Jay Rosen | CIMP Records
Songs for Samuel
David Dupont


When Iíve heard Rosen either on record or in performance Iíve been struck most by his ability to buttress an ensemble, notably Trio X, both rhythmically and texturally. Songs for Samuel, a recital dedicated to his father who died just two months before the recording, brings that musicality front and center.

Even on a program of a dozen pieces for solo drum set, Rosen comes off as the thoughtful artist, just the opposite of the egoist. That image of raging narcissist behind the drum set is more a figment of critical imagination than in realityóI frankly wonder about the aesthetic discernment of critics who dismiss drum solos. How can you understand Jazz if you donít comprehend the rhythmic complexities of the drums? Those writers could start enhancing their appreciation of drum solos with Jay Rosenís pieces here. Each is a tightly constructed composition. Thereís clearly thought put into them ahead of time, but that just prepares Rosen for the spontaneity of performance.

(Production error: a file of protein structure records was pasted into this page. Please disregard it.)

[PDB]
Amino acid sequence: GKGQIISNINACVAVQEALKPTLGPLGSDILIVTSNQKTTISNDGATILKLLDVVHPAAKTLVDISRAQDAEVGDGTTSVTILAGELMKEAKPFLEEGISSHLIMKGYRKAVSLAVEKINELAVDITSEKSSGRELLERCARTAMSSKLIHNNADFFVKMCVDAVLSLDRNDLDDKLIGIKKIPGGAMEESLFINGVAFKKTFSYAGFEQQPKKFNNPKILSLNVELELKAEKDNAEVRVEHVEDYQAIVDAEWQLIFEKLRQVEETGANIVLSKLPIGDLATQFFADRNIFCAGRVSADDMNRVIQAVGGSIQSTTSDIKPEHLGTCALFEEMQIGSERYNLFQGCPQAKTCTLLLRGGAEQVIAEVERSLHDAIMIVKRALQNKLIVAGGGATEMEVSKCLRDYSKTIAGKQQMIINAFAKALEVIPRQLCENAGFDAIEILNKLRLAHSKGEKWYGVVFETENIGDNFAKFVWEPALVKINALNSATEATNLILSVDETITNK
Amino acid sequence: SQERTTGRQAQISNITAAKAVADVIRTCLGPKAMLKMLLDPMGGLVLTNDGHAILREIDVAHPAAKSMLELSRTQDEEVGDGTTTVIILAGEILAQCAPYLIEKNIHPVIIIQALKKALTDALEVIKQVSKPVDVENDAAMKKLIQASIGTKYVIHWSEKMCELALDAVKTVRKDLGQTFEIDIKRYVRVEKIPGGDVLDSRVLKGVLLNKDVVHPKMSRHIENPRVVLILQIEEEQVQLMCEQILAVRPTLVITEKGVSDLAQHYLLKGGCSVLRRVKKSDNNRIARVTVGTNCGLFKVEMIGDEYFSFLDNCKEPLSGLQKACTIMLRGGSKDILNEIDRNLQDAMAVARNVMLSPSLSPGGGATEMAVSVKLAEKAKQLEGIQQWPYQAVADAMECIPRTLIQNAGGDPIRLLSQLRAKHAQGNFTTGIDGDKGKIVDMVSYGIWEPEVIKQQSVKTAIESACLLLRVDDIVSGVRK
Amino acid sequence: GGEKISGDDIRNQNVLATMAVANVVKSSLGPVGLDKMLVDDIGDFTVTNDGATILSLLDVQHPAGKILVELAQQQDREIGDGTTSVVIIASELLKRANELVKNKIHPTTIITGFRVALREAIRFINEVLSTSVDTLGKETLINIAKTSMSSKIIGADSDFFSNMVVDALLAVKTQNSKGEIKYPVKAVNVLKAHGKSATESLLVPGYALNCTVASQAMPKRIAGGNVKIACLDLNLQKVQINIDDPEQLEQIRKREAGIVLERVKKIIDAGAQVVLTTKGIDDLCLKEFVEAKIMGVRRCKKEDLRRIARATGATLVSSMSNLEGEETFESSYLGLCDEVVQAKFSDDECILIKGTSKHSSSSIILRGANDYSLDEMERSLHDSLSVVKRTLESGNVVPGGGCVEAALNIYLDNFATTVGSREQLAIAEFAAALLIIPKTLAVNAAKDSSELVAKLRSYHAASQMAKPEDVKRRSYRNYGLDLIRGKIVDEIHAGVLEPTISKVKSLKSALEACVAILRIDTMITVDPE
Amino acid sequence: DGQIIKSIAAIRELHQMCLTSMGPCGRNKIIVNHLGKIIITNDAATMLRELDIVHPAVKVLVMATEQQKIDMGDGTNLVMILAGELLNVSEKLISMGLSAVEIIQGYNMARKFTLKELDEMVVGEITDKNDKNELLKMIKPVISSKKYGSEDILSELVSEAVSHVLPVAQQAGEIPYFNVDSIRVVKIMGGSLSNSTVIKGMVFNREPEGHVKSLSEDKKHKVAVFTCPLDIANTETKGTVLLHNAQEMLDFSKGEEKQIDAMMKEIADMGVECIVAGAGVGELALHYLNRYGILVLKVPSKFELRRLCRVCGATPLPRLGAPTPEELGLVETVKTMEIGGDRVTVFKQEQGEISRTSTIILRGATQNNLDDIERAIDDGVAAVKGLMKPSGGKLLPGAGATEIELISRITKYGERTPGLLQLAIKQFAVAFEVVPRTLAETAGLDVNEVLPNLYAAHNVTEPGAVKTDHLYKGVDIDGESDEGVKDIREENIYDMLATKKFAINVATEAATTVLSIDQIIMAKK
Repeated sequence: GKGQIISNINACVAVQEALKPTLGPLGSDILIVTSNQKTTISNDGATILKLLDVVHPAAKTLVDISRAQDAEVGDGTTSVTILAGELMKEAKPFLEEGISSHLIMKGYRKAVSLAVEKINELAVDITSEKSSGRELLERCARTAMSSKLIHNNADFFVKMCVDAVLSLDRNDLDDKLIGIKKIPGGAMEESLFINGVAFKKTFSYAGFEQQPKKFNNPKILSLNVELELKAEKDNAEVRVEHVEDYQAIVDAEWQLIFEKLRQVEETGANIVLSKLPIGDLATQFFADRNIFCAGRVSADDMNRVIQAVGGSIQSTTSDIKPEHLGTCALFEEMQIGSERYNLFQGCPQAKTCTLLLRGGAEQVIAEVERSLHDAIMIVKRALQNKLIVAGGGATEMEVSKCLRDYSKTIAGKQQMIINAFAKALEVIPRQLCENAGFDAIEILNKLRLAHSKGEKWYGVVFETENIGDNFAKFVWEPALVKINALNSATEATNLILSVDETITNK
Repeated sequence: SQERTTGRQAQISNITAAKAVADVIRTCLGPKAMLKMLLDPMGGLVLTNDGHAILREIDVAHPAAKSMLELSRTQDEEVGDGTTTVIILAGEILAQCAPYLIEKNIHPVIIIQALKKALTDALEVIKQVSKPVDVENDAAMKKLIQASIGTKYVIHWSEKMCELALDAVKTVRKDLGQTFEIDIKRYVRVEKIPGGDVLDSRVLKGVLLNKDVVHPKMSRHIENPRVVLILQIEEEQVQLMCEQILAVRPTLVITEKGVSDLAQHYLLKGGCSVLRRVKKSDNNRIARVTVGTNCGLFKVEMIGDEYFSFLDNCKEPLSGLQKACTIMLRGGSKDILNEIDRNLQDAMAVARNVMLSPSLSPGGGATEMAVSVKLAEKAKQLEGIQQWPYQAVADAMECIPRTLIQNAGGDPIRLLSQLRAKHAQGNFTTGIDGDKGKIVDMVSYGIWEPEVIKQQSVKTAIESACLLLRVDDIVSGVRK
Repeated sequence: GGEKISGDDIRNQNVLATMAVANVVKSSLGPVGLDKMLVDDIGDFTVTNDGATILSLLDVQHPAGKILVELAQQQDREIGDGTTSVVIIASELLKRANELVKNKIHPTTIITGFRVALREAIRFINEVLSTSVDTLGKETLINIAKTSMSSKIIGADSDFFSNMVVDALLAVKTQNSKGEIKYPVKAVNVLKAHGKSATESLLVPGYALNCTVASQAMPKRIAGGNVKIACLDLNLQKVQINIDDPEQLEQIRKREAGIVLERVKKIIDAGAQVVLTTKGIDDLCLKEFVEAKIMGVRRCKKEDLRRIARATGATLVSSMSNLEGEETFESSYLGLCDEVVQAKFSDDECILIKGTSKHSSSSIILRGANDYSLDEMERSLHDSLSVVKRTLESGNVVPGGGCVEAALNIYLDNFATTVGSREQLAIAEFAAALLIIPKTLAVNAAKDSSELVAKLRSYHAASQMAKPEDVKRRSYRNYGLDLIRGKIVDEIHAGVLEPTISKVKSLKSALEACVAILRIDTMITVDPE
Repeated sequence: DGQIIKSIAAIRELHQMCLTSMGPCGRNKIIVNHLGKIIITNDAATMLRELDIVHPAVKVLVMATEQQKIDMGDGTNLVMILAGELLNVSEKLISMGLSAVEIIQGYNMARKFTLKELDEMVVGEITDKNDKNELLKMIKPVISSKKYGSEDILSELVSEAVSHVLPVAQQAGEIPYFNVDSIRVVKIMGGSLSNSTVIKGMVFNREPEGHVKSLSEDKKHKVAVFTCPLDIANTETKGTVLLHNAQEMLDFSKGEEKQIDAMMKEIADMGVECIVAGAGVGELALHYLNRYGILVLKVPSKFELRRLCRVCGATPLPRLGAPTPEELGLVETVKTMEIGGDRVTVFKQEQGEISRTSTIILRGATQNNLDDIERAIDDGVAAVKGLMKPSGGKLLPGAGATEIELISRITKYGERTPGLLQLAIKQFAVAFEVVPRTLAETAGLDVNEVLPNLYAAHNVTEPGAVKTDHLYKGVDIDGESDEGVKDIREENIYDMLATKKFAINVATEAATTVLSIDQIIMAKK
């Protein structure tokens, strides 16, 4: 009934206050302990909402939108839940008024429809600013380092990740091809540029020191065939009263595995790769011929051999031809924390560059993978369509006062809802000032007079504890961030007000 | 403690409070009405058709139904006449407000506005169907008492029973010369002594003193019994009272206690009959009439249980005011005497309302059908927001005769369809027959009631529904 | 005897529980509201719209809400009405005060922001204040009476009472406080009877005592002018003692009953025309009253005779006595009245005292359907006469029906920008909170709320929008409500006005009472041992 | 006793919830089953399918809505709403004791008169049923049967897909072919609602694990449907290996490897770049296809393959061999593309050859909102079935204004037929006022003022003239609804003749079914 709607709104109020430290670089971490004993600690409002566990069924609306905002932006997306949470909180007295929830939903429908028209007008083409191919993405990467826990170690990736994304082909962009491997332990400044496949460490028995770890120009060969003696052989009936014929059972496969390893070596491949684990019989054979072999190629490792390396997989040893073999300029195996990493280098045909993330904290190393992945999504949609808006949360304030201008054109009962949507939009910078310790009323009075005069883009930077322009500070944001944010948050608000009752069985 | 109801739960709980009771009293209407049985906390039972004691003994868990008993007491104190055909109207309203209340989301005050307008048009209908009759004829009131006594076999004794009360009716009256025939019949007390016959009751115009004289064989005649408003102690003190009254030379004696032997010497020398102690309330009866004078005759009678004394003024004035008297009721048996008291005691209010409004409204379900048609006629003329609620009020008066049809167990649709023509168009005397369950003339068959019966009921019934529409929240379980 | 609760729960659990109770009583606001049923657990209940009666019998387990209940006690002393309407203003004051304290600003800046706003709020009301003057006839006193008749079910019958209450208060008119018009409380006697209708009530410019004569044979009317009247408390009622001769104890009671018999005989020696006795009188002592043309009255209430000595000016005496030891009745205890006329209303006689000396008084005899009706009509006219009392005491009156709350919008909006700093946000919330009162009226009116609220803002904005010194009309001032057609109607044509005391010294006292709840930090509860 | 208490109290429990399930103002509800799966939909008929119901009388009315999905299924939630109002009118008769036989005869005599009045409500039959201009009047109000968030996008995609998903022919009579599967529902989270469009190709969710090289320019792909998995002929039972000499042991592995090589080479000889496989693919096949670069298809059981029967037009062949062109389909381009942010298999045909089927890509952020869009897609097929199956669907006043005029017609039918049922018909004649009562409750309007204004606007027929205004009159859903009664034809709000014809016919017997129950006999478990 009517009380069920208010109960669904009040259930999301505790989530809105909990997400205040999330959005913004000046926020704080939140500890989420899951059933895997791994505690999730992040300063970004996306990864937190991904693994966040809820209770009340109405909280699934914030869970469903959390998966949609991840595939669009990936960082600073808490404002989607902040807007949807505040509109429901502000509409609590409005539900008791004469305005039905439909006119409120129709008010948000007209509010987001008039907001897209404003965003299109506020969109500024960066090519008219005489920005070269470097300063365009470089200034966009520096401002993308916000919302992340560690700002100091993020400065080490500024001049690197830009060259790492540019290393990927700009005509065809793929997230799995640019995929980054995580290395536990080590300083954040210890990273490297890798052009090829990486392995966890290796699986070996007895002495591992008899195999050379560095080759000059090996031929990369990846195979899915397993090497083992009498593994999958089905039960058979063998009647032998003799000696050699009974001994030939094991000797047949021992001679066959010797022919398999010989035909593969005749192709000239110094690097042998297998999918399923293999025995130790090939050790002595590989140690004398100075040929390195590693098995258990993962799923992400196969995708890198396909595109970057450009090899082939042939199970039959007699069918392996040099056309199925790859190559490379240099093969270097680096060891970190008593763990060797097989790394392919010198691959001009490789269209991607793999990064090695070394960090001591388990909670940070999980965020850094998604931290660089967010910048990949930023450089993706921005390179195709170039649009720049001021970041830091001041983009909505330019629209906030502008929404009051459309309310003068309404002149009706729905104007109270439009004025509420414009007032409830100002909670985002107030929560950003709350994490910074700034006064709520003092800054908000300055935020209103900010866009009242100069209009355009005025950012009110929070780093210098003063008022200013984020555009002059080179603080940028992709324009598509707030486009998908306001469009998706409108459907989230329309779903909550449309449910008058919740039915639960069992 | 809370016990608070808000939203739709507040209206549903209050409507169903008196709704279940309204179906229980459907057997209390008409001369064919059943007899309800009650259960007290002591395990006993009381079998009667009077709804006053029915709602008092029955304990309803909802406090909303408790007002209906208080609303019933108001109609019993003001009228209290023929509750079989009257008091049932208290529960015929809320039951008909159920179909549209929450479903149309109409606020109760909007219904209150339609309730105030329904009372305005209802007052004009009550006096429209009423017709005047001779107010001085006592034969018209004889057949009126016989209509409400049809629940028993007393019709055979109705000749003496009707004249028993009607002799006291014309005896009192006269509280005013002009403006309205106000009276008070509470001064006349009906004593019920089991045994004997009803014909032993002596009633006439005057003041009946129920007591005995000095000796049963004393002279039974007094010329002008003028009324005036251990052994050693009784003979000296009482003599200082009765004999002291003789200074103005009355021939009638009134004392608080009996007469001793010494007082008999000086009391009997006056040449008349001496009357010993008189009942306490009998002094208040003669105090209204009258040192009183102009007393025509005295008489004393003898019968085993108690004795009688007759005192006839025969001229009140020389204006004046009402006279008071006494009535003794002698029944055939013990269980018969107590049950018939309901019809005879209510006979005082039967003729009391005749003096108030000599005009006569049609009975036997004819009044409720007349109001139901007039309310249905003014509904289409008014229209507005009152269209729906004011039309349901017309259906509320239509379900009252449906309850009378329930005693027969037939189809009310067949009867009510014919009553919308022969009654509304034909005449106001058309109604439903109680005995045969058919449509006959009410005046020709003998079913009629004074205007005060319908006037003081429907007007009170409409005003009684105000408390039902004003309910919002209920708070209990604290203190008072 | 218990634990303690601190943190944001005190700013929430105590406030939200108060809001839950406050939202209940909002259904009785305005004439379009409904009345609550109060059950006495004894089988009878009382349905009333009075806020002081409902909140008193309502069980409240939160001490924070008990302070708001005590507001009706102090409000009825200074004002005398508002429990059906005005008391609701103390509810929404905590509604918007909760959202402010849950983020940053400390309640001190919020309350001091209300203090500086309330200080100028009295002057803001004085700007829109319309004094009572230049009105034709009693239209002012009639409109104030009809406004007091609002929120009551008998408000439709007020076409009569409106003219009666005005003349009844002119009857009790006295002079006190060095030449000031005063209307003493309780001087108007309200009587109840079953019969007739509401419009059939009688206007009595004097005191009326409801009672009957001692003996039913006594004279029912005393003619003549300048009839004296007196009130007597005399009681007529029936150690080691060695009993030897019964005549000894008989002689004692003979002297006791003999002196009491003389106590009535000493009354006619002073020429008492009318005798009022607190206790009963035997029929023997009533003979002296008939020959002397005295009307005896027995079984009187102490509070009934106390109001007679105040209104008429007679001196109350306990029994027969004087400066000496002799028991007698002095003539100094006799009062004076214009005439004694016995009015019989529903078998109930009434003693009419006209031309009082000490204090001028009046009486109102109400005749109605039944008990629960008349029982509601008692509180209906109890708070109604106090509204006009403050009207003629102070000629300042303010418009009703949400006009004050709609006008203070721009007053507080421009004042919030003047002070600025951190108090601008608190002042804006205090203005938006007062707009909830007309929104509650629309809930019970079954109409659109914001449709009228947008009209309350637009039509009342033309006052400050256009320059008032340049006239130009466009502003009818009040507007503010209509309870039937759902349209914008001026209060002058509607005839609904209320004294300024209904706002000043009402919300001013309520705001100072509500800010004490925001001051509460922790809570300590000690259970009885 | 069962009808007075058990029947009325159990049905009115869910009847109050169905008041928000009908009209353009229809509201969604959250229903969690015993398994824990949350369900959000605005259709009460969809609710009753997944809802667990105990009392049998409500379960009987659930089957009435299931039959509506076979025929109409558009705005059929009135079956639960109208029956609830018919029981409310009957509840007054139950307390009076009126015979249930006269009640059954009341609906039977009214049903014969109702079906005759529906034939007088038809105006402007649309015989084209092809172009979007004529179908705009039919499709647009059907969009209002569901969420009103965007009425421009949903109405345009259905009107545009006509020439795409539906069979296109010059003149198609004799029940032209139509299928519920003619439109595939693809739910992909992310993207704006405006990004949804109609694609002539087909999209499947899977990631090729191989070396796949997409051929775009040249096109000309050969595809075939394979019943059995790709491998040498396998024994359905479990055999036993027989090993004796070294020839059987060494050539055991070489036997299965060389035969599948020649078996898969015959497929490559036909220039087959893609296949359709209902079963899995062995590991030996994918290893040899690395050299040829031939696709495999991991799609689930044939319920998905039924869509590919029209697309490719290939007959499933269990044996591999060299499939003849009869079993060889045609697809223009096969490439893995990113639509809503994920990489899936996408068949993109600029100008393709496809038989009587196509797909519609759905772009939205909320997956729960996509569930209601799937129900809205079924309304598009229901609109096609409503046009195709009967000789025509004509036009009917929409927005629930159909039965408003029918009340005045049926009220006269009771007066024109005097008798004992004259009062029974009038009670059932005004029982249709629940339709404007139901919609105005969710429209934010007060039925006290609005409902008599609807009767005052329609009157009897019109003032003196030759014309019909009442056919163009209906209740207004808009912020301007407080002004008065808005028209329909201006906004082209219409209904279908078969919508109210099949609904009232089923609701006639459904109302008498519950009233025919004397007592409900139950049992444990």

Each song has a distinctive character determined by clear motifs that inform the entire song. That can be the loose ringing bass triple time of Part 5 or the low rumbling quaking of part 6 or the determined march of part 8 with its lagging New Orleans cadence. Those motifs rely not only on rhythm, but shadings of pitch and color. These truly are songs.

While Rosen has made excellent use of a drum kit fortified with various bells and whistles, he doesnít rely on those to attract attention. Rather, these pieces should be enjoyed for their structural felicities, the give and take of ideas, percussive melodic ideas growing and contracting forming a satisfying sonic arc. And on parts 7 and 12 he shows that he can extend those arcs across several themes without diminishing their strength. All in all a striking recital.